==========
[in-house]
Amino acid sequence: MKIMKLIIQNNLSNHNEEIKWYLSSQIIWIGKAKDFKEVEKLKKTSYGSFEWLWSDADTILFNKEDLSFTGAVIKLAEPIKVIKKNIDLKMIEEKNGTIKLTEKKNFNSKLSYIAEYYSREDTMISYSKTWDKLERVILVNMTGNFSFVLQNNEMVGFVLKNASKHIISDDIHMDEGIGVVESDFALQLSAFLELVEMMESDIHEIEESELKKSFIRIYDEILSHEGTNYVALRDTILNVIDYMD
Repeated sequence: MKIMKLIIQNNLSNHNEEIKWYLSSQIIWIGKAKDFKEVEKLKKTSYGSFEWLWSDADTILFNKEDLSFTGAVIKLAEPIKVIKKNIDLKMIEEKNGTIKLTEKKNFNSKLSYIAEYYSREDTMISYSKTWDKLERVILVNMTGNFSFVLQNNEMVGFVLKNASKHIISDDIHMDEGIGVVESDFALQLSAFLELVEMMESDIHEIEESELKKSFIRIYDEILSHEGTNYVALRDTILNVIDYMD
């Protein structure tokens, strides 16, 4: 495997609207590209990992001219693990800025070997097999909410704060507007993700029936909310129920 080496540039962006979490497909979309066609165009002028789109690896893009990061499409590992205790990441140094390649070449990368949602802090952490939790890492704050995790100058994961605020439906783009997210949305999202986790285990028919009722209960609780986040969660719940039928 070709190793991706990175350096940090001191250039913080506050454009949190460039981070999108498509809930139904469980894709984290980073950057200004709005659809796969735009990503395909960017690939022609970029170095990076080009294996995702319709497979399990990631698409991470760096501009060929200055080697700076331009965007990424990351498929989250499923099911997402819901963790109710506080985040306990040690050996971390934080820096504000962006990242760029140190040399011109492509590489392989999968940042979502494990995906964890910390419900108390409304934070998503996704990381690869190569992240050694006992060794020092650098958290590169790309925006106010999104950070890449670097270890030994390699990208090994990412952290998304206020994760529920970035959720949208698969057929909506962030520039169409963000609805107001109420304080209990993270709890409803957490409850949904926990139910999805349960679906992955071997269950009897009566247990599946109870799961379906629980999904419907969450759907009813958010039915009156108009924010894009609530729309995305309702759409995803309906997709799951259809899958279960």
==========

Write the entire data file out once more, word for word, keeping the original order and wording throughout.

[in-house]
Amino acid sequence: MKIMKLIIQNNLSNHNEEIKWYLSSQIIWIGKAKDFKEVEKLKKTSYGSFEWLWSDADTILFNKEDLSFTGAVIKLAEPIKVIKKNIDLKMIEEKNGTIKLTEKKNFNSKLSYIAEYYSREDTMISYSKTWDKLERVILVNMTGNFSFVLQNNEMVGFVLKNASKHIISDDIHMDEGIGVVESDFALQLSAFLELVEMMESDIHEIEESELKKSFIRIYDEILSHEGTNYVALRDTILNVIDYMD
Repeated sequence: MKIMKLIIQNNLSNHNEEIKWYLSSQIIWIGKAKDFKEVEKLKKTSYGSFEWLWSDADTILFNKEDLSFTGAVIKLAEPIKVIKKNIDLKMIEEKNGTIKLTEKKNFNSKLSYIAEYYSREDTMISYSKTWDKLERVILVNMTGNFSFVLQNNEMVGFVLKNASKHIISDDIHMDEGIGVVESDFALQLSAFLELVEMMESDIHEIEESELKKSFIRIYDEILSHEGTNYVALRDTILNVIDYMD
């Protein structure tokens, strides 16, 4: 495997609207590209990992001219693990800025070997097999909410704060507007993700029936909310129920 080496540039962006979490497909979309066609165009002028789109690896893009990061499409590992205790990441140094390649070449990368949602802090952490939790890492704050995790100058994961605020439906783009997210949305999202986790285990028919009722209960609780986040969660719940039928 070709190793991706990175350096940090001191250039913080506050454009949190460039981070999108498509809930139904469980894709984290980073950057200004709005659809796969735009990503395909960017690939022609970029170095990076080009294996995702319709497979399990990631698409991470760096501009060929200055080697700076331009965007990424990351498929989250499923099911997402819901963790109710506080985040306990040690050996971390934080820096504000962006990242760029140190040399011109492509590489392989999968940042979502494990995906964890910390419900108390409304934070998503996704990381690869190569992240050694006992060794020092650098958290590169790309925006106010999104950070890449670097270890030994390699990208090994990412952290998304206020994760529920970035959720949208698969057929909506962030520039169409963000609805107001109420304080209990993270709890409803957490409850949904926990139910999805349960679906992955071997269950009897009566247990599946109870799961379906629980999904419907969450759907009813958010039915009156108009924010894009609530729309995305309702759409995803309906997709799951259809899958279960």